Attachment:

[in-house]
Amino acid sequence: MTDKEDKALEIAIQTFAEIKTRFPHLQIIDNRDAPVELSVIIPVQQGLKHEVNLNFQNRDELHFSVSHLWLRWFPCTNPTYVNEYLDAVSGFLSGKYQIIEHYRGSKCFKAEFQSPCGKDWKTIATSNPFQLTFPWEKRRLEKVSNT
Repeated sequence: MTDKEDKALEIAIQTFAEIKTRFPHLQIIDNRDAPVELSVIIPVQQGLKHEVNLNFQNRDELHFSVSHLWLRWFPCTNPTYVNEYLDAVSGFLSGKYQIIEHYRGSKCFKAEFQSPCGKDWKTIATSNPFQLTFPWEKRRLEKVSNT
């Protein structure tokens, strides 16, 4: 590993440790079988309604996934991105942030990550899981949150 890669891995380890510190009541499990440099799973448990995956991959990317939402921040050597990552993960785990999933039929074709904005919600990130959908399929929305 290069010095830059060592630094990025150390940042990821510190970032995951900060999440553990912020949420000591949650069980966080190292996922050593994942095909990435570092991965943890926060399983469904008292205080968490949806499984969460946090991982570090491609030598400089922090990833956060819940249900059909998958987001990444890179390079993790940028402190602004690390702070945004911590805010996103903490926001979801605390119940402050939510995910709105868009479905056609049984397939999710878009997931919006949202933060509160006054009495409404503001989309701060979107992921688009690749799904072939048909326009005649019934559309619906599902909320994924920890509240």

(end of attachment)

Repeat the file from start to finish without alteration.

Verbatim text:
[in-house]
Amino acid sequence: MTDKEDKALEIAIQTFAEIKTRFPHLQIIDNRDAPVELSVIIPVQQGLKHEVNLNFQNRDELHFSVSHLWLRWFPCTNPTYVNEYLDAVSGFLSGKYQIIEHYRGSKCFKAEFQSPCGKDWKTIATSNPFQLTFPWEKRRLEKVSNT
Repeated sequence: MTDKEDKALEIAIQTFAEIKTRFPHLQIIDNRDAPVELSVIIPVQQGLKHEVNLNFQNRDELHFSVSHLWLRWFPCTNPTYVNEYLDAVSGFLSGKYQIIEHYRGSKCFKAEFQSPCGKDWKTIATSNPFQLTFPWEKRRLEKVSNT
């Protein structure tokens, strides 16, 4: 590993440790079988309604996934991105942030990550899981949150 890669891995380890510190009541499990440099799973448990995956991959990317939402921040050597990552993960785990999933039929074709904005919600990130959908399929929305 290069010095830059060592630094990025150390940042990821510190970032995951900060999440553990912020949420000591949650069980966080190292996922050593994942095909990435570092991965943890926060399983469904008292205080968490949806499984969460946090991982570090491609030598400089922090990833956060819940249900059909998958987001990444890179390079993790940028402190602004690390702070945004911590805010996103903490926001979801605390119940402050939510995910709105868009479905056609049984397939999710878009997931919006949202933060509160006054009495409404503001989309701060979107992921688009690749799904072939048909326009005649019934559309619906599902909320994924920890509240």